• Odile McKenzie, LCSW

3 Strategies To Help You Overcome Imposter Syndrome




I am writing this blog because I have seen Imposter Syndrome come up again and again in my work with clients. Do you hear about Imposter Syndrome or experienced it but don't know what to do about it? In this blog post, I review three valuable recommendations that I give clients to help overcome Imposter Syndrome.


First, what is Imposter Syndrome?

Imposter Syndrome(IS) is characterized as chronic feelings of self-doubt and fear of being discovered as a fraud, despite evidence of the contrary. In its simplest form, IS can be described as chronically doubting your intellectual abilities. You may experience IS when you start something new: a promotion, new job, new school, new role, or new project.


Who gets Imposter Syndrome?


The cause of IS is often discussed in the context of the individual. The role of racism, ablism, and patriarchy is very rarely talked about or studied. However, multiple studies indicate that women and people of Color are more likely to experience Imposter Syndrome. The lack of representation in the media and workplace can often cause one to question whether they belong. People who are part of a minority group may feel inauthentic because of the pressure to conform with the dominant social practices at work or school. This then creates feelings of inauthenticity and doubt. Minority groups may also internalize stereotypes. Being the only one leads to feelings of loneliness, isolation, and sadness which consequently can cause cognitive errors. Although Imposter Syndrome is not a mental illness, it can manifest itself in the form of anxiety, sleep disturbances, and depression. It can also contribute to burnout.


3 Strategies to overcome IS


1. Extend Compassion To Yourself


It’s important to acknowledge that IS is not all your fault. Your institution should create a supportive and welcoming environment for all. So when you feel and recognize that you are experiencing feelings of fraudulence or self-doubt, stop and extend compassion to that part of you that needs reassurance and care. You can do this in the form of an affirmation or mantra.

For Example:

I belong in every space, even when I don't see myself represented.

My feelings of impostorism do not make me an impostor.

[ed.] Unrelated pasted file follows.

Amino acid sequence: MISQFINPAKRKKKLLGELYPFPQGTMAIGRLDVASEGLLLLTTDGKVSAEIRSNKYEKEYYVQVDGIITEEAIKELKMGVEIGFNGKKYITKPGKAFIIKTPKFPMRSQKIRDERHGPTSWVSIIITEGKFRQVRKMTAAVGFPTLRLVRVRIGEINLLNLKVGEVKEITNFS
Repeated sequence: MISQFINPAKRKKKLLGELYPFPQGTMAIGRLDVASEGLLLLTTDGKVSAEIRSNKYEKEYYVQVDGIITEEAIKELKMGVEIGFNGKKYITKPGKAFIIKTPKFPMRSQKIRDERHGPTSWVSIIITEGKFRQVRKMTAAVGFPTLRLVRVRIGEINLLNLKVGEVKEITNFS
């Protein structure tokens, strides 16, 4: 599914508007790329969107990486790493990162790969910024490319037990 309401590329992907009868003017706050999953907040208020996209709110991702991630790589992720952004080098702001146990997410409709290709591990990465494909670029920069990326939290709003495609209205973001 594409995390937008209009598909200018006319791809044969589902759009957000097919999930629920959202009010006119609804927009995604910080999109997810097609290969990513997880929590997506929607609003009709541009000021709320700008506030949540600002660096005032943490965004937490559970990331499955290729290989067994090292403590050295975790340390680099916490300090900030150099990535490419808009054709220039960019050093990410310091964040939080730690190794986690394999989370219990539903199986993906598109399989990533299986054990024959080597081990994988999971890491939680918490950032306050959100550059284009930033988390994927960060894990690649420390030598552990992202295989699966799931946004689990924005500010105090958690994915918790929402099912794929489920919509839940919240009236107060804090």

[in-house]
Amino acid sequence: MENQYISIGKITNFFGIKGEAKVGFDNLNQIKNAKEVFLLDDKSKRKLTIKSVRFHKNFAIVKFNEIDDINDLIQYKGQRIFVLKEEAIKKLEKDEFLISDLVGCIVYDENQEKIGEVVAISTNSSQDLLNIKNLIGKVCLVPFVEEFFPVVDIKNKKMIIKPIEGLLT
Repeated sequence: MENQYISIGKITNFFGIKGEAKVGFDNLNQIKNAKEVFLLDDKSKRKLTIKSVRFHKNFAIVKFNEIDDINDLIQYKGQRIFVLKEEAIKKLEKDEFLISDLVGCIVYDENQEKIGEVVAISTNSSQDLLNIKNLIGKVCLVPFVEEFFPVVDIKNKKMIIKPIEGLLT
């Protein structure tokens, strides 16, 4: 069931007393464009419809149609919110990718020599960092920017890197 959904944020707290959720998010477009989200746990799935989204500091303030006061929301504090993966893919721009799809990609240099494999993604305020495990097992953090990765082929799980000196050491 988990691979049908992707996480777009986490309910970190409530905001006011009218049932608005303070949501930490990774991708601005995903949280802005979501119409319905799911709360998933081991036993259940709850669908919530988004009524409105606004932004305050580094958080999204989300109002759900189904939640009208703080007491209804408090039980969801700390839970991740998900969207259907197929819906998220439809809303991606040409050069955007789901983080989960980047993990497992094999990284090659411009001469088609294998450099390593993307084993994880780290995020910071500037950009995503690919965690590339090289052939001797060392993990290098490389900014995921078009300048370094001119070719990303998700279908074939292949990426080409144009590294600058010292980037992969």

I am capable of completing this task or responsibility, despite what my thoughts or feelings tell me.



2. Practice Looking For The Evidence


We sometimes accept our feelings as facts. It is true that our feelings are trying to communicate something about our inner world, but they can thereby indicate a need for continued healing and nurturing. When the feelings of impostorism arise on your first day of work/school, or when taking on a new project, practice looking for evidence to support that you have the skills and spend at least 30 seconds internalizing it.

  1. Recognize what sensation comes up in your body when you experience IP.

  2. Acknowledge that it’s there without judgment. IS is not a psychological disorder; it is neither good, bad, nor a weakness.

  3. Look for and write down the evidence that you have the skills and experience to complete the task—for example, your degree, previous assignments, positive feedback from colleagues or boss, awards etc.

  4. Make it a daily practice to reflect on the evidence you have written down.


3. Avoid Perfectionism and Avoidance.


Practice observing how you cope with IS. Do you avoid tasks or engage in perfectionism? Do you overwork yourself to complete tasks or compensate for perceived lack? Spend an unusually amount of time overthinking emails? Rehearse what you are going to say in meetings/class? Say yes to everything? Constantly seek validation from colleagues and boss? You may avoid a task because you fear that you might not be able to complete it, or that you will be exposed. Avoidance only reinforces your impostorism. Instead, create a plan to take small steps towards accomplishing the task and ask for help from someone you trust. When you are ready, take more risks and practice speaking up in meetings/classes without prior rehearsal, or go ahead and send that email in less time than usual.


Click here to connect to a therapist to learn more about how to overcome Imposter Syndrome.


Take this test If you want to find out if you have Imposter Syndrome.


By Odile McKenzie, LCSW







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